Career Options in Manufacturing & Production: School Leaver
What is the industry about?
If you enjoy design technology lessons at school, then a career in the manufacturing and production industry could be for you. It involves making new products and materials and even if you don’t want to be in the workshop in some dashing overalls, there are plenty of career paths to follow in this industry. You could be a product designer or product manufacturer, or perhaps you want to be an engineer and make a whole range of machines from cars to trains to aeroplanes!
Even if you aren’t great at drawing and designing, and you know you weren’t born to be a manufacturer and spend your days in a workshop you could work in manufacturing and production as a market researcher and find out what the public want that would make their lives easier. The whole manufacturing and production process is a giant team effort, from finding out what customers want to the product arriving on the shop shelves so there are lots of areas to specialise in.
It’s not just things like cars either; clothes, mobile phones and furniture all go through a manufacturing and production process, so you can specialise in an area that interests you! You need to be able to think outside the box and not be afraid to try new and innovative things to work in this industry.
What opportunities are available to me?
- Intermediate Apprenticeships
- Advanced Apprenticeships
- Higher Apprenticeships
- Further and/or higher education.
Engineering and practical manufacturing jobs in large companies are often reserved for university graduates but there are also in-roads available by undertaking an Intermediate, Advanced or Higher Apprenticeship. These are paid positions (winner!) and allow you to work toward a national qualification and there are loads of options.
You could do an Advanced Apprenticeship and work towards being a production manager and overseeing the entire process, or you might fancy yourself as an engineering woodworker. Advanced Apprenticeships are even open to those who want to become a butcher, baker or chocolatier. Imagine all the tasty bread and chocolate you could make, you could be the next Warburtons or Cadbury!
Intermediate Apprenticeships are available for roles such as glass manufacturer and furniture maker and are open to those with five GCSEs at grade C or above (simple, right?). You’ll also need to show that you have good communication, problem solving and teamwork skills as well as being fully aware of health and safety practices. After all, you don’t want to be sawing off your fingers.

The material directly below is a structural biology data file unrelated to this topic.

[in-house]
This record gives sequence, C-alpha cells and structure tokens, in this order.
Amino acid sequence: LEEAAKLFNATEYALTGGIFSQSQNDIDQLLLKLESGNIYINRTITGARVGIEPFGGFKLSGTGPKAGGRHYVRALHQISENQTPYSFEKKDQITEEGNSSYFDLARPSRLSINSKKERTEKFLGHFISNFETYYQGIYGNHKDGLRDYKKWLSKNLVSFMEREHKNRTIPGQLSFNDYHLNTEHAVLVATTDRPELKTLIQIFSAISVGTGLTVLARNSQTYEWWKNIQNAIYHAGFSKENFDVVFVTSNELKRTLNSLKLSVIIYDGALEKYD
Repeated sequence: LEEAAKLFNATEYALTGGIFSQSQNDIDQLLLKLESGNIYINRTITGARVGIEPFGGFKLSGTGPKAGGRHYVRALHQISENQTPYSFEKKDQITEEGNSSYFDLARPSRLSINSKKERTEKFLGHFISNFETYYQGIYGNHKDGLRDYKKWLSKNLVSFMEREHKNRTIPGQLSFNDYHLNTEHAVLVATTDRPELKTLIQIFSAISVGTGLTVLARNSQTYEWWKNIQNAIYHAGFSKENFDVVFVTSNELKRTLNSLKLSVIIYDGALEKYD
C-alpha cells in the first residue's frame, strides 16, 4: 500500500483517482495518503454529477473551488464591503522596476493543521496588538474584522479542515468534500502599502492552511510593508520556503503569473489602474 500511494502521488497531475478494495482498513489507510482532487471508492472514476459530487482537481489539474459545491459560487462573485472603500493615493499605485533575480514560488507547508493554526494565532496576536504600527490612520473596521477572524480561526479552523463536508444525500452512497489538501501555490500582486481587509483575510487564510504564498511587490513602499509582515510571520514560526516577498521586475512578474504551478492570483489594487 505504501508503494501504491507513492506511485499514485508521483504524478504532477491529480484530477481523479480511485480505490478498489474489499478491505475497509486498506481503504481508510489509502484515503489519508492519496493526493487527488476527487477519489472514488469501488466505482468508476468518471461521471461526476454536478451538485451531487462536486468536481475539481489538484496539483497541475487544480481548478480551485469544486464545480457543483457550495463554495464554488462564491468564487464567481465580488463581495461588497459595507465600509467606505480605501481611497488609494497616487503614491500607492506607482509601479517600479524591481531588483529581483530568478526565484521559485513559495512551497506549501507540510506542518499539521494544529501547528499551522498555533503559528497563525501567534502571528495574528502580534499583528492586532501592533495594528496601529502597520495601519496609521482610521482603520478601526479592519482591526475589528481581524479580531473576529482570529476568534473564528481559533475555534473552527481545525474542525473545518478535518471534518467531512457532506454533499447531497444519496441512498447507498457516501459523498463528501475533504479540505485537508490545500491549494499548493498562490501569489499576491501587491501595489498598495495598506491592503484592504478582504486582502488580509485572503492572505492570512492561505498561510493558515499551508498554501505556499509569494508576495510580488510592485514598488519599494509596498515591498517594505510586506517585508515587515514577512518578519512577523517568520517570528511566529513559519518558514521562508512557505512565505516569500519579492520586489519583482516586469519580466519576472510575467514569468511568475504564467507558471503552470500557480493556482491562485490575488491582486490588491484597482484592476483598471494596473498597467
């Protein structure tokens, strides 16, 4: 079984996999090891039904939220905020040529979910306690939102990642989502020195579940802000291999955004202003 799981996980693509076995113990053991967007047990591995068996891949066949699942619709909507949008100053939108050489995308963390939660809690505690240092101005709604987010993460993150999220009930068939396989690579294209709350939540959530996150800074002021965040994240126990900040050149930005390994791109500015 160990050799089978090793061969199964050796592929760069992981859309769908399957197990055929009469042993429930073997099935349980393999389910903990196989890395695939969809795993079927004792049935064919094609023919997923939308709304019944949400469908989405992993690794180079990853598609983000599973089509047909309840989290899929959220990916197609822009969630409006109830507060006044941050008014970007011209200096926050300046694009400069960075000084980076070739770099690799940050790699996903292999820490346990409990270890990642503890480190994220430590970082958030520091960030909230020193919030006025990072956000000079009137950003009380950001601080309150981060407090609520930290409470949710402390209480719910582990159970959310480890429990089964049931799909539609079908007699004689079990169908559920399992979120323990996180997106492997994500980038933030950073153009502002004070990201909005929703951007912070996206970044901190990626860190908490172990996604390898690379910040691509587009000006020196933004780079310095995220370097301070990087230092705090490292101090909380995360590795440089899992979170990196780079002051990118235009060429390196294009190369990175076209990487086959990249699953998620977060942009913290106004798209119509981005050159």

Higher Apprenticeships can be undertaken for roles such as fashion merchandiser and marketing manager, though the requirements for getting on to programmes like these will include the need for you to have a few A levels. Therefore if you want to a Higher Apprenticeship, you will have to go to college or sixth form.
If you want to be a manufacturing engineer or specialise in product research then you will have to go to university and arm yourself with more knowledge and qualifications before entering the manufacturing and engineering job market.
Setting the school leaver record straight
University has been a popular route to employment for a while now, but with tuition fees going up to £9000 a year, students are looking for different routes without racking up loads of debt. You might not know much about apprenticeships and perhaps your teachers don’t know as much about apprenticeships than they do about university. Well, let us do what we say we would do and set the record straight.
There are routes into the manufacturing and production industry at all levels: Intermediate and Advanced Apprenticeships are available to GCSE school leaver whereas Higher Apprenticeships can be undertaken after studying for A Levels. For more specialised career paths though, you will need to do a degree, but don’t be put off by the tuition fees as student loans are available to everybody.
Formal education: should I stay or should I go?
As touched upon above, the manufacturing and production industry is accessible from any level so going on to further and higher education depends on the role or career you want. It’s best to do some research about the roles out there and the qualifications you need.